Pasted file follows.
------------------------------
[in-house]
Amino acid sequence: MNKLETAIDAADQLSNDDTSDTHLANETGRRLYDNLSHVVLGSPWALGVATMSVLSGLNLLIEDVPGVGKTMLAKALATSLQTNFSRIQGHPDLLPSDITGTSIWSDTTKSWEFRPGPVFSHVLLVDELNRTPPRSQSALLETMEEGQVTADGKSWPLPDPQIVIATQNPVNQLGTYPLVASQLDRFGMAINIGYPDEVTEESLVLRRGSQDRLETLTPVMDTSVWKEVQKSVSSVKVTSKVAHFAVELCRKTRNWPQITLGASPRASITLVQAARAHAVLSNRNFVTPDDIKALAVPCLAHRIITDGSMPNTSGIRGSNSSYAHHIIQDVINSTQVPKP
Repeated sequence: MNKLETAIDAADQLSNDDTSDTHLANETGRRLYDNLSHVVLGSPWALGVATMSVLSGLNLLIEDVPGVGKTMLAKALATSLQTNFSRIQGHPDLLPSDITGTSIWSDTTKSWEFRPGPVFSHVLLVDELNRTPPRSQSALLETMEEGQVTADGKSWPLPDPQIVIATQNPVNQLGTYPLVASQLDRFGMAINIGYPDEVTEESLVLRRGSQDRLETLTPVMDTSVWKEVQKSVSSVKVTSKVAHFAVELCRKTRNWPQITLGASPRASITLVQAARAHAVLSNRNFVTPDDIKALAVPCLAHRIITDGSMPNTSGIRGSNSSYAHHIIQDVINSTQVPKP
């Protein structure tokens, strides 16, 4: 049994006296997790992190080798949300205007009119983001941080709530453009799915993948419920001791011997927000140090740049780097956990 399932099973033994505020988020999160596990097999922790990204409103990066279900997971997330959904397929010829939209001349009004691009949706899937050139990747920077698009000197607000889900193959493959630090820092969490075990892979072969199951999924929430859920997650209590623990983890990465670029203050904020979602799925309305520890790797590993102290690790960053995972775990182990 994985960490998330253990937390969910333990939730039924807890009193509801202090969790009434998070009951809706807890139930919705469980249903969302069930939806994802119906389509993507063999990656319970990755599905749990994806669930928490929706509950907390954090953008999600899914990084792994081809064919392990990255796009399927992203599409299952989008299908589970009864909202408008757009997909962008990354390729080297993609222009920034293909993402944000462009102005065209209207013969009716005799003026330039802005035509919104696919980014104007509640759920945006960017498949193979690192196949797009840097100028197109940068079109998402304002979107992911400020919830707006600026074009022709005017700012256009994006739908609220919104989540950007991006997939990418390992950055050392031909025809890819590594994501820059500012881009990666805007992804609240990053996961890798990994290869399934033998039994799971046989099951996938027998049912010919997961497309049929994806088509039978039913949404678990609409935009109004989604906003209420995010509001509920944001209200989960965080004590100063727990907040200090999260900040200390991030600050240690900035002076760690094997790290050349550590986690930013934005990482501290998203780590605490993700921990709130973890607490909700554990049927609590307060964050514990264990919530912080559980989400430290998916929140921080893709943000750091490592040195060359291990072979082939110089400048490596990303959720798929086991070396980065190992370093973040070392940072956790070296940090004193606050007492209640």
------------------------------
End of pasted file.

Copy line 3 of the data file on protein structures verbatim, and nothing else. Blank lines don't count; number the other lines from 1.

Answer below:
Repeated sequence: MNKLETAIDAADQLSNDDTSDTHLANETGRRLYDNLSHVVLGSPWALGVATMSVLSGLNLLIEDVPGVGKTMLAKALATSLQTNFSRIQGHPDLLPSDITGTSIWSDTTKSWEFRPGPVFSHVLLVDELNRTPPRSQSALLETMEEGQVTADGKSWPLPDPQIVIATQNPVNQLGTYPLVASQLDRFGMAINIGYPDEVTEESLVLRRGSQDRLETLTPVMDTSVWKEVQKSVSSVKVTSKVAHFAVELCRKTRNWPQITLGASPRASITLVQAARAHAVLSNRNFVTPDDIKALAVPCLAHRIITDGSMPNTSGIRGSNSSYAHHIIQDVINSTQVPKP